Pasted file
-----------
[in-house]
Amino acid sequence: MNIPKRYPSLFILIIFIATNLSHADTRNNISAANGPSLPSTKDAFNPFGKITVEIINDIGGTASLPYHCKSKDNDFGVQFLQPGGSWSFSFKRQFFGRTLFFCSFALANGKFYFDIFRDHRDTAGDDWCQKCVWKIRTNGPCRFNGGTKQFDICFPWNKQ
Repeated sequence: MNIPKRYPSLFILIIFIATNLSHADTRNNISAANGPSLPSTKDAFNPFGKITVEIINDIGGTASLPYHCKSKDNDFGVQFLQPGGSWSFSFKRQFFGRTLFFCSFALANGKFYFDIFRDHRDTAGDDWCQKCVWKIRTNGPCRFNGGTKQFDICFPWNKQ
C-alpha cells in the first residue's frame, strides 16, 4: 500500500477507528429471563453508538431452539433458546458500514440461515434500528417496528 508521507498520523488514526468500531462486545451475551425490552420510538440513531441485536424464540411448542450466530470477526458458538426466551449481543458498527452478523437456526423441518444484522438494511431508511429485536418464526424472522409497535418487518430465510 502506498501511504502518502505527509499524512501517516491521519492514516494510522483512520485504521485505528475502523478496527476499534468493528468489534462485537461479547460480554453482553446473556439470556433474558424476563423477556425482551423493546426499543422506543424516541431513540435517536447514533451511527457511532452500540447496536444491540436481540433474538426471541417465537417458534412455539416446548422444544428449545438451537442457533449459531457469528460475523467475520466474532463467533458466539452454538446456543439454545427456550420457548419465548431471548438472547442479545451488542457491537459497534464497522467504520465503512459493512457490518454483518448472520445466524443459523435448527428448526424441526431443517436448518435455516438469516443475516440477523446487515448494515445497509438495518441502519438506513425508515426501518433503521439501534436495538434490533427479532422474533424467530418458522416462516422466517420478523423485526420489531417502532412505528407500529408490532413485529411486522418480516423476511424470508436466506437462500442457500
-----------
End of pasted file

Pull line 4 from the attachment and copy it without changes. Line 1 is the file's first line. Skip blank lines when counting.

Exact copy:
C-alpha cells in the first residue's frame, strides 16, 4: 500500500477507528429471563453508538431452539433458546458500514440461515434500528417496528 508521507498520523488514526468500531462486545451475551425490552420510538440513531441485536424464540411448542450466530470477526458458538426466551449481543458498527452478523437456526423441518444484522438494511431508511429485536418464526424472522409497535418487518430465510 502506498501511504502518502505527509499524512501517516491521519492514516494510522483512520485504521485505528475502523478496527476499534468493528468489534462485537461479547460480554453482553446473556439470556433474558424476563423477556425482551423493546426499543422506543424516541431513540435517536447514533451511527457511532452500540447496536444491540436481540433474538426471541417465537417458534412455539416446548422444544428449545438451537442457533449459531457469528460475523467475520466474532463467533458466539452454538446456543439454545427456550420457548419465548431471548438472547442479545451488542457491537459497534464497522467504520465503512459493512457490518454483518448472520445466524443459523435448527428448526424441526431443517436448518435455516438469516443475516440477523446487515448494515445497509438495518441502519438506513425508515426501518433503521439501534436495538434490533427479532422474533424467530418458522416462516422466517420478523423485526420489531417502532412505528407500529408490532413485529411486522418480516423476511424470508436466506437462500442457500